Magazine article Newsweek International

Opinion: Censorship Inc. If They're Not Careful, Western Tech Companies Could Break Up the Web

Magazine article Newsweek International

Opinion: Censorship Inc. If They're Not Careful, Western Tech Companies Could Break Up the Web

Article excerpt

Byline: Rebecca Mackinnon and John Palfrey (Rebecca Mackinnon is a fellow and John Palfrey is clinical professor of law and executive director of the Berkman Center for Internet & Society at Harvard Law School.)

Executives of some of the world's most powerful companies squirmed in their seats last week as U.S. Rep. Tom Lantos (Democrat of California), a Holocaust survivor, lectured them about their role in helping China censor the Internet. "These companies tell us that they will change China," he told them. "But China has already changed them." The executives--from Cisco, Google, Microsoft and Yahoo--argued that China is better off because they're there. Chinese people have much greater access to information and more ways to express themselves than ever before.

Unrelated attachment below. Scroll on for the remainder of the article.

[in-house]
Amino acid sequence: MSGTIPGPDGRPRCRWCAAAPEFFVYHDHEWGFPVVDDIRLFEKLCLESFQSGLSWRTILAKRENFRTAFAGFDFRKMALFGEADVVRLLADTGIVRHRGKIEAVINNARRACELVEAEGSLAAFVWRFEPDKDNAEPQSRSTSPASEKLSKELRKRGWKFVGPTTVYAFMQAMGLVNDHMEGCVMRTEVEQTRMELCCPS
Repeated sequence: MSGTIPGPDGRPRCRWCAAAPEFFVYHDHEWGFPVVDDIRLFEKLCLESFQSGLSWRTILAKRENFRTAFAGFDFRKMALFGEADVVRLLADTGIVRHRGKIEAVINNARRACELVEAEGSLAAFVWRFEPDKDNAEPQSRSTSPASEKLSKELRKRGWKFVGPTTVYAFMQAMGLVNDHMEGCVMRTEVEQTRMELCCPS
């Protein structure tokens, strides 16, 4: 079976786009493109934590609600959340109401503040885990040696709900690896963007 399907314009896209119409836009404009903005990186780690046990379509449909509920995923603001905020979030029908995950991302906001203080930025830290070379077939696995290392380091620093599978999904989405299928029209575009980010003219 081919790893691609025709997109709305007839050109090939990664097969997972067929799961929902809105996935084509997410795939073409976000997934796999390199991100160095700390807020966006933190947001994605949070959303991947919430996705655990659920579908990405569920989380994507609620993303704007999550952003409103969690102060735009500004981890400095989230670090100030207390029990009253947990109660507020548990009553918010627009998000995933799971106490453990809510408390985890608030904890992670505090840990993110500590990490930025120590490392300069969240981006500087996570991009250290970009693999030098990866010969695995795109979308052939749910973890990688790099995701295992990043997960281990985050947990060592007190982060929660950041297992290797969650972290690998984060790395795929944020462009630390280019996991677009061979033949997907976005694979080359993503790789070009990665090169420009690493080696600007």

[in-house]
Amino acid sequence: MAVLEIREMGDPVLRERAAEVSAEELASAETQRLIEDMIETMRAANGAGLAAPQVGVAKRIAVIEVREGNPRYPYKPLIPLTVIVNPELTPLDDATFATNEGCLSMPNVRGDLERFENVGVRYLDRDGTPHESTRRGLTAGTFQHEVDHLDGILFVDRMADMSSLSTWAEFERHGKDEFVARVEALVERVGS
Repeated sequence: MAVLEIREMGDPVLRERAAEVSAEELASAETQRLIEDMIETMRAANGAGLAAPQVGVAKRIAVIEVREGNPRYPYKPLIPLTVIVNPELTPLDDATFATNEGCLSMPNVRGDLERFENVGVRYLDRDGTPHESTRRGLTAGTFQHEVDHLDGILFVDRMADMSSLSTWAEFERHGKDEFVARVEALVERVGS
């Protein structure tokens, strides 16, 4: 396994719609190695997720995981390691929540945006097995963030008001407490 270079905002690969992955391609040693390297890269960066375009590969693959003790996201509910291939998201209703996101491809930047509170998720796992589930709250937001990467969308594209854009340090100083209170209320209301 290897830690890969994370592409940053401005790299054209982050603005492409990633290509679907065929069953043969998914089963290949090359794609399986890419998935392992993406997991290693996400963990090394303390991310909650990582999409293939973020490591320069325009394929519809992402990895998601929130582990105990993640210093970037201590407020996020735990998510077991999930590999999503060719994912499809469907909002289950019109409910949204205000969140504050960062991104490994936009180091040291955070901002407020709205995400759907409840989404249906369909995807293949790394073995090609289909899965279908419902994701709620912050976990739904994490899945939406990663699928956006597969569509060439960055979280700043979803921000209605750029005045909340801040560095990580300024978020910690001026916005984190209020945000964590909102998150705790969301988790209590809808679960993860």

Both arguments have merit. If U.S. Internet companies were forced to pull out of China completely, we would be throwing the baby out with the bath water. An unfettered Internet is an extraordinary tool for activists, helping them grow new networks at virtually no cost. But it's also true that China has managed to bend the values of U.S. tech companies in ways that could have a significant effect on the evolution of the Internet, not only in China but throughout the world.

China's effort to keep sensitive information from reaching its citizens is the envy of every authoritarian regime in the world, but it is unlikely to hold up over the long run. The sheer volume of messages, the architecture of the Internet itself and the cleverness of Internet users are already overwhelming state censors. China's leaders understand this. That's why they're increasingly relying on private firms to do their dirty work, blocking speech and turning over the identity of citizens who use the Internet as an organizing tool. The Great Firewall of China isn't the state's only weapon; there is also Censorship Inc.

Private firms already act as censors in China. By decree, search engines limit the results they show to users. …

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